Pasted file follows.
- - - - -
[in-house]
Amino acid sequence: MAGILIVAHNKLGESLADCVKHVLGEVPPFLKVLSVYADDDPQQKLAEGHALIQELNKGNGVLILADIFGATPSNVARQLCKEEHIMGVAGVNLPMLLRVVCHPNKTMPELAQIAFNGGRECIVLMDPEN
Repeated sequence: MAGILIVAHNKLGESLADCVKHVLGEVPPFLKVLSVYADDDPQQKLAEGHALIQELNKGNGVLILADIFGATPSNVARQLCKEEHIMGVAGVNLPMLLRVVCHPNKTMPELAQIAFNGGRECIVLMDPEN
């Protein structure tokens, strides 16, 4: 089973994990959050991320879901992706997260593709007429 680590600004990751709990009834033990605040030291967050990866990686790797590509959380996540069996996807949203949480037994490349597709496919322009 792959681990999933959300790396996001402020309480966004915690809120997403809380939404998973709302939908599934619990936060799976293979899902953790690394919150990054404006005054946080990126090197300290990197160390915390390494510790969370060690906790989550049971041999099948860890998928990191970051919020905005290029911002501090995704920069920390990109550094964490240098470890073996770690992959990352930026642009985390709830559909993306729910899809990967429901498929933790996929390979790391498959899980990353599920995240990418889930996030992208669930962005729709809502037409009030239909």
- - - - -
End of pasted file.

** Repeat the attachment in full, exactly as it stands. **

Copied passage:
[in-house]
Amino acid sequence: MAGILIVAHNKLGESLADCVKHVLGEVPPFLKVLSVYADDDPQQKLAEGHALIQELNKGNGVLILADIFGATPSNVARQLCKEEHIMGVAGVNLPMLLRVVCHPNKTMPELAQIAFNGGRECIVLMDPEN
Repeated sequence: MAGILIVAHNKLGESLADCVKHVLGEVPPFLKVLSVYADDDPQQKLAEGHALIQELNKGNGVLILADIFGATPSNVARQLCKEEHIMGVAGVNLPMLLRVVCHPNKTMPELAQIAFNGGRECIVLMDPEN
């Protein structure tokens, strides 16, 4: 089973994990959050991320879901992706997260593709007429 680590600004990751709990009834033990605040030291967050990866990686790797590509959380996540069996996807949203949480037994490349597709496919322009 792959681990999933959300790396996001402020309480966004915690809120997403809380939404998973709302939908599934619990936060799976293979899902953790690394919150990054404006005054946080990126090197300290990197160390915390390494510790969370060690906790989550049971041999099948860890998928990191970051919020905005290029911002501090995704920069920390990109550094964490240098470890073996770690992959990352930026642009985390709830559909993306729910899809990967429901498929933790996929390979790391498959899980990353599920995240990418889930996030992208669930962005729709809502037409009030239909």